JULY 25, 2005
So this is how serious the controversy over Karl Rove has gotten for the White House: On Monday, Press Secretary Scott McClellan actually had to dodge a question from Fox News. It came from correspondent Carl Cameron: “Does the president continue to have confidence in Mr. Rove?” Relatively speaking, it was one of the softer inquiries McClellan fielded in an ugly briefing that Washington Post columnist Dana Milbank described as “perhaps the worst” of McClellan’s two-year tenure. McClellan answered Cameron the same way he answered most of the reporters asking about Rove that day: by refusing to comment.
But the questions won’t go away, because we now know that Rove was a key player in the infamous outing of covert CIA operative Valerie Plame. For those unfamiliar with the saga, Plame is married to Joseph Wilson, a former American ambassador whom the CIA had asked to investigate allegations that Iraq sought yellowcake uranium from Niger. Wilson determined the claims were unsubstantiated. After President Bush cited them as justification for the Iraq war, Wilson accused the administration of misleading the public. And that’s where Rove comes in. In an apparent effort to discredit Wilson and perhaps intimidate other critics of the war, administration officials began talking to reporters “on background,” suggesting that Wilson was not credible because his wife worked at the CIA. (The rather dubious implication seems to have been that Wilson had gotten the original research assignment only out of nepotism.)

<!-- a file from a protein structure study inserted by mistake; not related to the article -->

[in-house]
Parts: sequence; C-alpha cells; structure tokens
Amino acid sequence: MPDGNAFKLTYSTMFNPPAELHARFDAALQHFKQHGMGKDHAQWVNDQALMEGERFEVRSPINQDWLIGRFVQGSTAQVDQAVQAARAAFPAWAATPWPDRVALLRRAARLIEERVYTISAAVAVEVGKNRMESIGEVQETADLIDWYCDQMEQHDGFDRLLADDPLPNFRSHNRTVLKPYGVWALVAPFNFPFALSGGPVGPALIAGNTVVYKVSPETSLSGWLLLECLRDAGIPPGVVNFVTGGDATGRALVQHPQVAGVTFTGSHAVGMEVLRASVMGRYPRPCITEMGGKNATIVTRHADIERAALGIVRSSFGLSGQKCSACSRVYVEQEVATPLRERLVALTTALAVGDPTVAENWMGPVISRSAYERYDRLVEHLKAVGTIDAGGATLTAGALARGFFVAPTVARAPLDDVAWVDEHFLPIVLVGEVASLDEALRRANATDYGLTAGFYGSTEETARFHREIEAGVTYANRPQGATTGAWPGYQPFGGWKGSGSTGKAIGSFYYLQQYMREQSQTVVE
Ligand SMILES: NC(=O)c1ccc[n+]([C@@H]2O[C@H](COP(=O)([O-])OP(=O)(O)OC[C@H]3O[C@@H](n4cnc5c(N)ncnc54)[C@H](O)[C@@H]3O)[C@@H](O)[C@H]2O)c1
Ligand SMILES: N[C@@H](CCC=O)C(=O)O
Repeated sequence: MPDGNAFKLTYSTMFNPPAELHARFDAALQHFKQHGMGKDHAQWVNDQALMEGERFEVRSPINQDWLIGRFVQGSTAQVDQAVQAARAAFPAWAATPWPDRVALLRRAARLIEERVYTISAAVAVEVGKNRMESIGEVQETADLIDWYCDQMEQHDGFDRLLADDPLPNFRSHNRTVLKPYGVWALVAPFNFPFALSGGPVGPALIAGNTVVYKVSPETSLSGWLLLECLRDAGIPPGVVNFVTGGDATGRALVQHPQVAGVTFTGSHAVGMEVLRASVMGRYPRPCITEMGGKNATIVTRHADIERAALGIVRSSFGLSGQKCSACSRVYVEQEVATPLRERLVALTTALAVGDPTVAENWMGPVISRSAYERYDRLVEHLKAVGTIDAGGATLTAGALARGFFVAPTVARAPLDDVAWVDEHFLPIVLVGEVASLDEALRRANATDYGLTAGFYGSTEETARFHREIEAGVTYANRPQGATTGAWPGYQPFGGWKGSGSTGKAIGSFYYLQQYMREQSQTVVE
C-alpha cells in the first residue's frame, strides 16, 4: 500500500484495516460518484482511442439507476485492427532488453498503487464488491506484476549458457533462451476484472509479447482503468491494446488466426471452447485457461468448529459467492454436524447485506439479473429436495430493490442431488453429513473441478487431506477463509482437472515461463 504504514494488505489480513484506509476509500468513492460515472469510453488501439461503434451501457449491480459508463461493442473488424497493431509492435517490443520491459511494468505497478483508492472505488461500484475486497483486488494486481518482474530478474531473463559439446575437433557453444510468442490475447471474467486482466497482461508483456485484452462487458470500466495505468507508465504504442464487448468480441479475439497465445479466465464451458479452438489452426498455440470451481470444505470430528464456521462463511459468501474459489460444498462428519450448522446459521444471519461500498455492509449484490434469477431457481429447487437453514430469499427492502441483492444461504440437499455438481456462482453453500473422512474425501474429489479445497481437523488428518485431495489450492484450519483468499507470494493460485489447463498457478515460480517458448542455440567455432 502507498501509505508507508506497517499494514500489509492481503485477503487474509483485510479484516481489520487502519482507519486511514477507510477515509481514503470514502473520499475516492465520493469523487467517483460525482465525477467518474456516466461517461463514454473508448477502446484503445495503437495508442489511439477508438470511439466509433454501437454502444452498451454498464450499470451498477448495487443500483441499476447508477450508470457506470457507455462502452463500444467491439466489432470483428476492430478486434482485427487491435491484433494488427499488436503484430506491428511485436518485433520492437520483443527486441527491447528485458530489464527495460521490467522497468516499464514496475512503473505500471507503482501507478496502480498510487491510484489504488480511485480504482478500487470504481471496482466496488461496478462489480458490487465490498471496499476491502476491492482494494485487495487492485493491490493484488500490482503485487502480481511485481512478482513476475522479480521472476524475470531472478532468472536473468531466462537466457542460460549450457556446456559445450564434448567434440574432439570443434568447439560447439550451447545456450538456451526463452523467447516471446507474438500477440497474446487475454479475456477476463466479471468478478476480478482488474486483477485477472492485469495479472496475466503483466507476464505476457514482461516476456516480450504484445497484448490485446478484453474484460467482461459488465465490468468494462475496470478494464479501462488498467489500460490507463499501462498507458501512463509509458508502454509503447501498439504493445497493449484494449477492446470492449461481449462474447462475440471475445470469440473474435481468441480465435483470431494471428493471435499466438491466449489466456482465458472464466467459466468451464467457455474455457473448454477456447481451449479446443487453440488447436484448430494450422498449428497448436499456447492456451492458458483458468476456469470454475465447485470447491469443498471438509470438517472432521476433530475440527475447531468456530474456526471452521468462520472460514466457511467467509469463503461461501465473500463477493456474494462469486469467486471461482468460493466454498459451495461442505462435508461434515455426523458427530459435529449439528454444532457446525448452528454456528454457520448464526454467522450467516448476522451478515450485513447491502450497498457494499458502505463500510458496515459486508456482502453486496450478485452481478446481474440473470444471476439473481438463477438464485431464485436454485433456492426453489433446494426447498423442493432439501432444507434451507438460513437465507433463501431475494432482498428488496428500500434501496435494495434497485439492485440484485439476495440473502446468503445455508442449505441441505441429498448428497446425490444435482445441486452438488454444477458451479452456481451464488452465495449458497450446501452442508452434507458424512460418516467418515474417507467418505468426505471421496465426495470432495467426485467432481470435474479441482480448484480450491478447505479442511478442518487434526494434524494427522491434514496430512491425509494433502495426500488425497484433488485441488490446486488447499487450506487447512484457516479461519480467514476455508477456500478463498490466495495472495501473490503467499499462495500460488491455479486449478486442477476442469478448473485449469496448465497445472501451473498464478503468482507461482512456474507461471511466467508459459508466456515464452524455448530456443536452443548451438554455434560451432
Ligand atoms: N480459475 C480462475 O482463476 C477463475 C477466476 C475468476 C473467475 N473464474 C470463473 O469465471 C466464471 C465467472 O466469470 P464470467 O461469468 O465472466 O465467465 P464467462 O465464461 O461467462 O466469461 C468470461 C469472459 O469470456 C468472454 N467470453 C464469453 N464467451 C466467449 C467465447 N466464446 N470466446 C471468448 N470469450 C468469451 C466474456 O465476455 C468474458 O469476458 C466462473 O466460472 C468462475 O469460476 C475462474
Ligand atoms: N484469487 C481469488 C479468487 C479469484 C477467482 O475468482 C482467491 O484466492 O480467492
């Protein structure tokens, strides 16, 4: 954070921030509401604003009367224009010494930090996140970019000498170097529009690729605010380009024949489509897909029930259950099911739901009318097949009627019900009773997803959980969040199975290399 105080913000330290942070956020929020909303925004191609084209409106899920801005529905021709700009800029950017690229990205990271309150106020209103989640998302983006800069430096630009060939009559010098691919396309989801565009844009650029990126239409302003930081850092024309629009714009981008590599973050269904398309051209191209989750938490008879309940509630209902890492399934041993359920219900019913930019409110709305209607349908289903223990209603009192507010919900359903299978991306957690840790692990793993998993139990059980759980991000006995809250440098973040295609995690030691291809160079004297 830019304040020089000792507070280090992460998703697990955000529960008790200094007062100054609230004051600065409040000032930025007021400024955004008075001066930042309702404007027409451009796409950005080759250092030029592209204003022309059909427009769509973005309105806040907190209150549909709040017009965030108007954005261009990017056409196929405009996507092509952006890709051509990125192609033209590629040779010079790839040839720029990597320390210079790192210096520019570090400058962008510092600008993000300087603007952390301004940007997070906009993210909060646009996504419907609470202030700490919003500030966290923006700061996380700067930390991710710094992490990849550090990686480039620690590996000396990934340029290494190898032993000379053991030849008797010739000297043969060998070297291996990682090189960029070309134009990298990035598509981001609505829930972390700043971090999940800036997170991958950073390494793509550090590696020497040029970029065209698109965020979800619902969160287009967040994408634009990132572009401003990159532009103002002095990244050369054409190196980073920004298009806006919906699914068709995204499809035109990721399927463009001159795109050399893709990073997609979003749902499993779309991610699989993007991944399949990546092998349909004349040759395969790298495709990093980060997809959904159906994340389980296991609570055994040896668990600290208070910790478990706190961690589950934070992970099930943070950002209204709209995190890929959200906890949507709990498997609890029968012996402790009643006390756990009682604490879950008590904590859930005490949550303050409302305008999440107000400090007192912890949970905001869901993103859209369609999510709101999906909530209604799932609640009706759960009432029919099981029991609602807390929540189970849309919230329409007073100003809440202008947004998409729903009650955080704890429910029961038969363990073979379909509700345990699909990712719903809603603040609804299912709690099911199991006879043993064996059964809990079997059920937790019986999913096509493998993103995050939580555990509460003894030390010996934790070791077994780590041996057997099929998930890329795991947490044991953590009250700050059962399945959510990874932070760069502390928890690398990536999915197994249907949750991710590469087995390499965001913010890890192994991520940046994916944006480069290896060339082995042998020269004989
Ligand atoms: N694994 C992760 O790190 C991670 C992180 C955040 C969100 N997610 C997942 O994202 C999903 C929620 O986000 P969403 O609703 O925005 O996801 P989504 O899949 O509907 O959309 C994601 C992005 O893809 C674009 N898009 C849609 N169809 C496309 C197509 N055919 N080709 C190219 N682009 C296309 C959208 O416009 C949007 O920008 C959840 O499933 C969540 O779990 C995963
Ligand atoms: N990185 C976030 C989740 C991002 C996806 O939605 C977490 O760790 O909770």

The administration itself would eventually admit that it had overstated the intelligence about Niger. But, around the same time, articles about Wilson began to mention Plame and her affiliation, citing anonymous administration officials as sources. That prompted a Justice Department investigation, including subpoenas to journalists, since it is a federal crime to knowingly reveal the identity of a covert operative. Rove was a lead suspect all along. Now the latest edition of Newsweek has finally confirmed it for the public by reporting that Rove had mentioned Wilson’s wife—and her work at the CIA—to Matt Cooper of Time magazine.
Legal trouble still seems unlikely for Rove, given the high threshold for proving a transgression, but political trouble is another matter. It’s now clear that Rove’s past denials of involvement—namely, his statement to CNN last year that “I didn’t leak her name”—rest only on the quaintly Clintonian distinction that he never uttered the words “Valerie Plame,” referring to her instead as Wilson’s wife. Both McClellan and Bush himself have made broad statements about the moral impropriety of leaking such information—and the consequences that would befall any officials caught doing so. “If anyone in this administration was involved in it,” McClellan said in 2003, “they would no longer be in this administration.”